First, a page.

Hard Time: A Special Report

Hard Time: A Special Report

From the article, which focuses on Tallulah as a prison in need of massive reform:

”It’s incredibly perverse,” said David Utter, director of the Juvenile Justice Project of Louisiana. ”They have this place that creates all these injuries and they have all these kids with mental disorders, and then they save money by not treating them.”

In a recent interview, Cheney Joseph, executive counsel to Gov. Mike Foster, warned there were limits to what Louisiana was willing to do. ”There are certain situations the Department of Justice would like us to take care of,” he said, ”that may not be financially feasible and may not be required by Federal law.”

From their wakeup call at 5:30 A.M., the inmates, in white T-shirts and loose green pants, spend almost all their time confined to the barracks. They leave the barracks only for marching drills, one to three hours a day of class and an occasional game of basketball. There is little ventilation, and temperatures in Louisiana’s long summers hover permanently in the 90’s.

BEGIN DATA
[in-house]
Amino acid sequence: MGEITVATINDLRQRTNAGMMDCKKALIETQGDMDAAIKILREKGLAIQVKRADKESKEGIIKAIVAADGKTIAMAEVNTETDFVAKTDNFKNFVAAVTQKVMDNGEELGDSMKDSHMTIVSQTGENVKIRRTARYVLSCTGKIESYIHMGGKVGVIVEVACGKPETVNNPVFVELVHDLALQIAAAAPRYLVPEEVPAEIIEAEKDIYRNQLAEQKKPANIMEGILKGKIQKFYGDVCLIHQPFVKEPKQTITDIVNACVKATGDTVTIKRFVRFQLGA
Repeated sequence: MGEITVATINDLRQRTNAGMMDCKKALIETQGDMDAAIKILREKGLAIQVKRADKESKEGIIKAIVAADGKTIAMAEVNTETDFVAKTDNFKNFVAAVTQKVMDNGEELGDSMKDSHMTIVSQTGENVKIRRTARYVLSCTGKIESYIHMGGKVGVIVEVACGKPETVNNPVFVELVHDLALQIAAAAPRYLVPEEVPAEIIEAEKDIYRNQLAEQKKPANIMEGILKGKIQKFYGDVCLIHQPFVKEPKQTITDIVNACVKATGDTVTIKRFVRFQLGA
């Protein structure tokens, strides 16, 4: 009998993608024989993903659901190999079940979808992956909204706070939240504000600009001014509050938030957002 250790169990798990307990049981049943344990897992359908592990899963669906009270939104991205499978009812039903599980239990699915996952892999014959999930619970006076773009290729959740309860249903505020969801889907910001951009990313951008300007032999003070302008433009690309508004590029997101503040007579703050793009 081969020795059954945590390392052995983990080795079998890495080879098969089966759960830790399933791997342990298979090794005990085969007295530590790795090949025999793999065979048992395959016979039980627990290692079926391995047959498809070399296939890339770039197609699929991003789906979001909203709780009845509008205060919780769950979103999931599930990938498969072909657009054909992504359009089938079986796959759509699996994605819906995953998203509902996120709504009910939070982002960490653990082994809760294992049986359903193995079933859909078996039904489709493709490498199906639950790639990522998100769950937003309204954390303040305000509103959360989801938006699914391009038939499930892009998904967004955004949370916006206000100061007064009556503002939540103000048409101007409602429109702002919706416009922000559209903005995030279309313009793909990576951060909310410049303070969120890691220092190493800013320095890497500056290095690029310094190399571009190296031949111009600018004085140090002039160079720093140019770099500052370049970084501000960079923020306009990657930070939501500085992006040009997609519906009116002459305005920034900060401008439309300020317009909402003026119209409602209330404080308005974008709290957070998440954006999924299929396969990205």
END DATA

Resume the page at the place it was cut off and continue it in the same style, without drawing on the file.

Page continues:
The result, several boys told a visitor, is that some of them deliberately start trouble in order to be disciplined and sent to the other section of Tallulah, maximum-security cells that are air-conditioned.

Guards put inmates in solitary confinement so commonly that in one week in May more than a quarter of all the boys spent at least a day in ”lockdown,” said Nancy Ray, another Justice Department expert. The average stay in solitary is five to six weeks; some boys are kept indefinitely. While in the tiny cells, the boys are stripped of all possessions and lie on worn, thin mattresses resting on concrete blocks.

The crowding, heat and isolation are hardest on the 25 percent of the boys who are mentally ill or retarded, said Dr. Hudson, a psychiatrist, tending to increase their depression or psychosis.

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